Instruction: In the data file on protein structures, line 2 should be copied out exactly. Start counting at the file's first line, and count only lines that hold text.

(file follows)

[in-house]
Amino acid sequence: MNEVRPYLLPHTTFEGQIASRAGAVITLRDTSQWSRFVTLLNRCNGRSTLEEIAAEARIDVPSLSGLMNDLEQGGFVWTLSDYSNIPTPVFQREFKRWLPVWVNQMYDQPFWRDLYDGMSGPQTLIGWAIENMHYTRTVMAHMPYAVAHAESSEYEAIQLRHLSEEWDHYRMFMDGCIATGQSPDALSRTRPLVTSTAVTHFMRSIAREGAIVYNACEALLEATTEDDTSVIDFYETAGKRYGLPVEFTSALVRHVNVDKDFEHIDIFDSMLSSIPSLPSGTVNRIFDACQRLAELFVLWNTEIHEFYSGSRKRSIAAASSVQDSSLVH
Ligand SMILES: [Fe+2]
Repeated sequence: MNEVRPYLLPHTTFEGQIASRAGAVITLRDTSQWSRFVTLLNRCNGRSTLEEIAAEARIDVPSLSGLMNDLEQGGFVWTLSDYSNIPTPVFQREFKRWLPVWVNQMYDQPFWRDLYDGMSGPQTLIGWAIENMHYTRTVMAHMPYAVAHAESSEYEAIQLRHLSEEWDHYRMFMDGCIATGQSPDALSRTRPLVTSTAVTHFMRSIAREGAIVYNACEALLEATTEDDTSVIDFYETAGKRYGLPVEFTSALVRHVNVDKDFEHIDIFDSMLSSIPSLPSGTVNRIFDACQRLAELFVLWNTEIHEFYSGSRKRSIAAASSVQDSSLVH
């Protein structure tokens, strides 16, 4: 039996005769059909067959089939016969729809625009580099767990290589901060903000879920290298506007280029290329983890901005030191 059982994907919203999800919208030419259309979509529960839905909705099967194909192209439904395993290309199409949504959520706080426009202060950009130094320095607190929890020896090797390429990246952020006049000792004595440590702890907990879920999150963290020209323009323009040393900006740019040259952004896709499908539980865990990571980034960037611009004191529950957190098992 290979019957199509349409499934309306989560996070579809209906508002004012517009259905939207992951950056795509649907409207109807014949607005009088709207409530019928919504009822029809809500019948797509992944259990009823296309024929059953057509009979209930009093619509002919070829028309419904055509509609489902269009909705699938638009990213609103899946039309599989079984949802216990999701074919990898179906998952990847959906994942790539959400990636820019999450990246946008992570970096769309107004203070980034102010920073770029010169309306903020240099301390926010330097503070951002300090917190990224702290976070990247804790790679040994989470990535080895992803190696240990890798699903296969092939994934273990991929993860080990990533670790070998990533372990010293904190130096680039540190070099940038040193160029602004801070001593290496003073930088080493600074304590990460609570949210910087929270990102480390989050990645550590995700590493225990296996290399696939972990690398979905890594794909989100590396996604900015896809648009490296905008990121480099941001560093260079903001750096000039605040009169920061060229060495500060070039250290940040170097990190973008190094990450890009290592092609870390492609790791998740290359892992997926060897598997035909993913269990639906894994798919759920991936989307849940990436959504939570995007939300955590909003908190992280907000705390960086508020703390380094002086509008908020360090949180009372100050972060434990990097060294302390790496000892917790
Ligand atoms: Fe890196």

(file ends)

Amino acid sequence: MNEVRPYLLPHTTFEGQIASRAGAVITLRDTSQWSRFVTLLNRCNGRSTLEEIAAEARIDVPSLSGLMNDLEQGGFVWTLSDYSNIPTPVFQREFKRWLPVWVNQMYDQPFWRDLYDGMSGPQTLIGWAIENMHYTRTVMAHMPYAVAHAESSEYEAIQLRHLSEEWDHYRMFMDGCIATGQSPDALSRTRPLVTSTAVTHFMRSIAREGAIVYNACEALLEATTEDDTSVIDFYETAGKRYGLPVEFTSALVRHVNVDKDFEHIDIFDSMLSSIPSLPSGTVNRIFDACQRLAELFVLWNTEIHEFYSGSRKRSIAAASSVQDSSLVH